sounds to me like a useful thing to do.

Stephan Eggermont
Sensus, systems that make sense
www.legacycode.nl







_______________________________________________
Pharo-business mailing list
[hidden email]
http://lists.pharo.org/mailman/listinfo/pharo-business_lists.pharo.org
Reply | Threaded
Open this post in threaded view
|  
Report Content as Inappropriate

Re: where can I learn about CI

Emilio Oca-3
Hi Stephan

Where can I find a tutorial or documentation about this.
I would like to replicate some of that at my work.
Could it be a link to this information on the parho.org web site?

Best.

Emilio


> Pharo has an excellent infrastructure available to help reduce the amount
> of work needed to keep things running in the latest version. If you create
> a Metacello configuration loading all open source packages you need,
> it is easy to create a CI job on pharo-contribution that will load them
and

> run the tests you need (you can just copy the job that is most similar to
> yours and adapt it). Had there been a job for Glorp, we would have
> noticed the naming conflict as soon as it occurred, instead of two months
> later.
>
> To tackle driver problems, you'll probably need to create your own CI
> environment. That will be able to be more similar to your production
> environment.
>
> Pharo depends on the users of packages maintaining their own CI
> jobs, and keeping them green. The users are the only ones who can
> make useful decisions on priorities and how to solve arising problems.
> There are enough people able and willing to help when things are
> not easy to fix.


_______________________________________________
Pharo-business mailing list
[hidden email]
http://lists.pharo.org/mailman/listinfo/pharo-business_lists.pharo.org
Reply | Threaded
Open this post in threaded view
|  
Report Content as Inappropriate

Re: Need: Better ORM tools/alternatives

Esteban A. Maringolo
In reply to this post by Stephan Eggermont
Has any advance been made on this topic?

Regards!

Esteban A. Maringolo


2014-04-10 17:52 GMT-03:00 Esteban A. Maringolo <[hidden email]>:

> Stephan,
>
> 2014-04-10 16:33 GMT-03:00 Stephan Eggermont <[hidden email]>:
>>
>> On 10 apr. 2014, at 17:08, Esteban A. Maringolo <[hidden email]> wrote:
>>
>>> My company has green light to start another small project, and the
>>> current state of the ORM tools (it is: GLORP) is the same as before:
>>> - Outdated version (unknown date of fork from VW's version)
>>> - Not tested in Pharo 3 (which is about to be released)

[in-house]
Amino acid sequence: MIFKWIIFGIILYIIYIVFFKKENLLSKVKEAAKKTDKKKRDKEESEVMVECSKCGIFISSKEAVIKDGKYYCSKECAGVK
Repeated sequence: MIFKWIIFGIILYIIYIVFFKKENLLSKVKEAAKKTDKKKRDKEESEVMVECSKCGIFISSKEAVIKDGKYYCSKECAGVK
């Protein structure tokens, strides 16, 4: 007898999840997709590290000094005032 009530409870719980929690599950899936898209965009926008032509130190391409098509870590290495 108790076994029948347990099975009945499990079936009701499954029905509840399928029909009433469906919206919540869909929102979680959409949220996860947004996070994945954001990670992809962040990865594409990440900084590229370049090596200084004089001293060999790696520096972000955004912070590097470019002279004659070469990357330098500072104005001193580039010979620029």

>>> - Fragemented tools and drivers (which seem to be useful, but docs
>>> point to SqueakSource repositories)
>>>
>>> I don't want to sound dramatic, but for me this is a warning light.
>>
>> Pharo is changing fast. Making sure something works in the latest version
>> is mostly not difficult. Waiting longer to make it work again makes things
>> more difficult, because there are more changes to consider.
>
> It is not criticism, it's just a request/concern sent to the Business
> mailining list; because I consider that RDBMS are more prominent in
> business domains than in any other computing environment.
>
>> Pharo has an excellent infrastructure available to help reduce the amount
>> of work needed to keep things running in the latest version. If you create
>> a Metacello configuration loading all open source packages you need,
>> it is easy to create a CI job on pharo-contribution that will load them and
>> run the tests you need (you can just copy the job that is most similar to
>> yours and adapt it). Had there been a job for Glorp, we would have
>> noticed the naming conflict as soon as it occurred, instead of two months
>> later.
>
> I know a lot can be done and is being done, I'm simply pointing out
> the situation from my standpoint, which doesn't have anything special
> and can shared by others.
>
>
>> To tackle driver problems, you'll probably need to create your own CI
>> environment. That will be able to be more similar to your production
>> environment.
>
> I scripted builds, but don't have CI infraestructure yet.
> But they're for Pharo 2. :)
>
>> Pharo depends on the users of packages maintaining their own CI
>> jobs, and keeping them green. The users are the only ones who can
>> make useful decisions on priorities and how to solve arising problems.
>> There are enough people able and willing to help when things are
>> not easy to fix.
>
> I thought there were other users of GLORP. And I'm sure there are. But
> fewer than I thought.
> I still wonder what do people use for ORM.
>
>> I've had interesting experiences trying to load Pharo code in VW,
>> but given enough time, creating a daily jenkins job that starts a VW-NC,
>> connects to the public store, downloads the latest version of
>> Glorp for VW and exports that replacing the namespaces by
>> a prefix in a Monticello file, should be straightforward, and
>> sounds to me like a useful thing to do.
>
> As far as I've been told, this can't be done in the case of GLORP.
> And many issues were fixed by cherry picking the methods in VW and
> filing them manually into Pharo.
>
> Regards!
>
> Esteban Maringolo

_______________________________________________
Pharo-business mailing list
[hidden email]
http://lists.pharo.org/mailman/listinfo/pharo-business_lists.pharo.org
Loading...